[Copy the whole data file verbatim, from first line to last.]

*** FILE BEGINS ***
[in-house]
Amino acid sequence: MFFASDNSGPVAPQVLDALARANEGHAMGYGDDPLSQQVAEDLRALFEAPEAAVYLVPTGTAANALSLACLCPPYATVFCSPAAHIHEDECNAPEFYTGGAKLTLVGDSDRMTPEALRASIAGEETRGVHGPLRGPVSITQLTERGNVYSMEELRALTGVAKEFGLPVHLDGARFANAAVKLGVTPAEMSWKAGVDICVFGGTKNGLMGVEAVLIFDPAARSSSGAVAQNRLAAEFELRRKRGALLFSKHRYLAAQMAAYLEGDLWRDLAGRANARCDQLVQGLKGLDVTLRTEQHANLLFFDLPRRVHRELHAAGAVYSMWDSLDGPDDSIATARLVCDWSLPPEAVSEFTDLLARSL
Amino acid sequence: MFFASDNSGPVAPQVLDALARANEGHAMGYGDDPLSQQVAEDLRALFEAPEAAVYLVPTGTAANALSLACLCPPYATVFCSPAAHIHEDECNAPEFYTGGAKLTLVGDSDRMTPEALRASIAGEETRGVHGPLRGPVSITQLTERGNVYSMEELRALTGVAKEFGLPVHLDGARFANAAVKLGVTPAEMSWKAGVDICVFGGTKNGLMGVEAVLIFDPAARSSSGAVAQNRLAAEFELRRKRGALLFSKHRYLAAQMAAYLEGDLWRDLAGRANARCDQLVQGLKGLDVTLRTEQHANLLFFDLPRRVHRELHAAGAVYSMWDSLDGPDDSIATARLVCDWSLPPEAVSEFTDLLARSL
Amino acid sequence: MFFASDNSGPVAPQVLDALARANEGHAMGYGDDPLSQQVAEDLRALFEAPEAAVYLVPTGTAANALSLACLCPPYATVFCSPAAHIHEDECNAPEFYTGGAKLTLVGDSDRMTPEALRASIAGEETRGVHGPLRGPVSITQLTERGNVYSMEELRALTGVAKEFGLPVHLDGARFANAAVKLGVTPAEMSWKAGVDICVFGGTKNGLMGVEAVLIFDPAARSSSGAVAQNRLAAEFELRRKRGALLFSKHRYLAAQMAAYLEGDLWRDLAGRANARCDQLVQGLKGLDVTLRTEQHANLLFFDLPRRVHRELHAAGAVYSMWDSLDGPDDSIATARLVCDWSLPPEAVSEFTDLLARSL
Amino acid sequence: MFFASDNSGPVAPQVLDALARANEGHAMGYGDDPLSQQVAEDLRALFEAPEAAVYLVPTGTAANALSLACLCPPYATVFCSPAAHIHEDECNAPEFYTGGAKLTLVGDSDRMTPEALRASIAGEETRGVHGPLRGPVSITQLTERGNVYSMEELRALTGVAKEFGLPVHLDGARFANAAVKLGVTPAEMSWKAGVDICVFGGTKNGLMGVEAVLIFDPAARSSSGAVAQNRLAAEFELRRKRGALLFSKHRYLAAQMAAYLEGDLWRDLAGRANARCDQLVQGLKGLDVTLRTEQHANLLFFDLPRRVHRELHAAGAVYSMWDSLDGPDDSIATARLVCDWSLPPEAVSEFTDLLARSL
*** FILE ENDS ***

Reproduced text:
[in-house]
Amino acid sequence: MFFASDNSGPVAPQVLDALARANEGHAMGYGDDPLSQQVAEDLRALFEAPEAAVYLVPTGTAANALSLACLCPPYATVFCSPAAHIHEDECNAPEFYTGGAKLTLVGDSDRMTPEALRASIAGEETRGVHGPLRGPVSITQLTERGNVYSMEELRALTGVAKEFGLPVHLDGARFANAAVKLGVTPAEMSWKAGVDICVFGGTKNGLMGVEAVLIFDPAARSSSGAVAQNRLAAEFELRRKRGALLFSKHRYLAAQMAAYLEGDLWRDLAGRANARCDQLVQGLKGLDVTLRTEQHANLLFFDLPRRVHRELHAAGAVYSMWDSLDGPDDSIATARLVCDWSLPPEAVSEFTDLLARSL
Amino acid sequence: MFFASDNSGPVAPQVLDALARANEGHAMGYGDDPLSQQVAEDLRALFEAPEAAVYLVPTGTAANALSLACLCPPYATVFCSPAAHIHEDECNAPEFYTGGAKLTLVGDSDRMTPEALRASIAGEETRGVHGPLRGPVSITQLTERGNVYSMEELRALTGVAKEFGLPVHLDGARFANAAVKLGVTPAEMSWKAGVDICVFGGTKNGLMGVEAVLIFDPAARSSSGAVAQNRLAAEFELRRKRGALLFSKHRYLAAQMAAYLEGDLWRDLAGRANARCDQLVQGLKGLDVTLRTEQHANLLFFDLPRRVHRELHAAGAVYSMWDSLDGPDDSIATARLVCDWSLPPEAVSEFTDLLARSL
Amino acid sequence: MFFASDNSGPVAPQVLDALARANEGHAMGYGDDPLSQQVAEDLRALFEAPEAAVYLVPTGTAANALSLACLCPPYATVFCSPAAHIHEDECNAPEFYTGGAKLTLVGDSDRMTPEALRASIAGEETRGVHGPLRGPVSITQLTERGNVYSMEELRALTGVAKEFGLPVHLDGARFANAAVKLGVTPAEMSWKAGVDICVFGGTKNGLMGVEAVLIFDPAARSSSGAVAQNRLAAEFELRRKRGALLFSKHRYLAAQMAAYLEGDLWRDLAGRANARCDQLVQGLKGLDVTLRTEQHANLLFFDLPRRVHRELHAAGAVYSMWDSLDGPDDSIATARLVCDWSLPPEAVSEFTDLLARSL
Amino acid sequence: MFFASDNSGPVAPQVLDALARANEGHAMGYGDDPLSQQVAEDLRALFEAPEAAVYLVPTGTAANALSLACLCPPYATVFCSPAAHIHEDECNAPEFYTGGAKLTLVGDSDRMTPEALRASIAGEETRGVHGPLRGPVSITQLTERGNVYSMEELRALTGVAKEFGLPVHLDGARFANAAVKLGVTPAEMSWKAGVDICVFGGTKNGLMGVEAVLIFDPAARSSSGAVAQNRLAAEFELRRKRGALLFSKHRYLAAQMAAYLEGDLWRDLAGRANARCDQLVQGLKGLDVTLRTEQHANLLFFDLPRRVHRELHAAGAVYSMWDSLDGPDDSIATARLVCDWSLPPEAVSEFTDLLARSL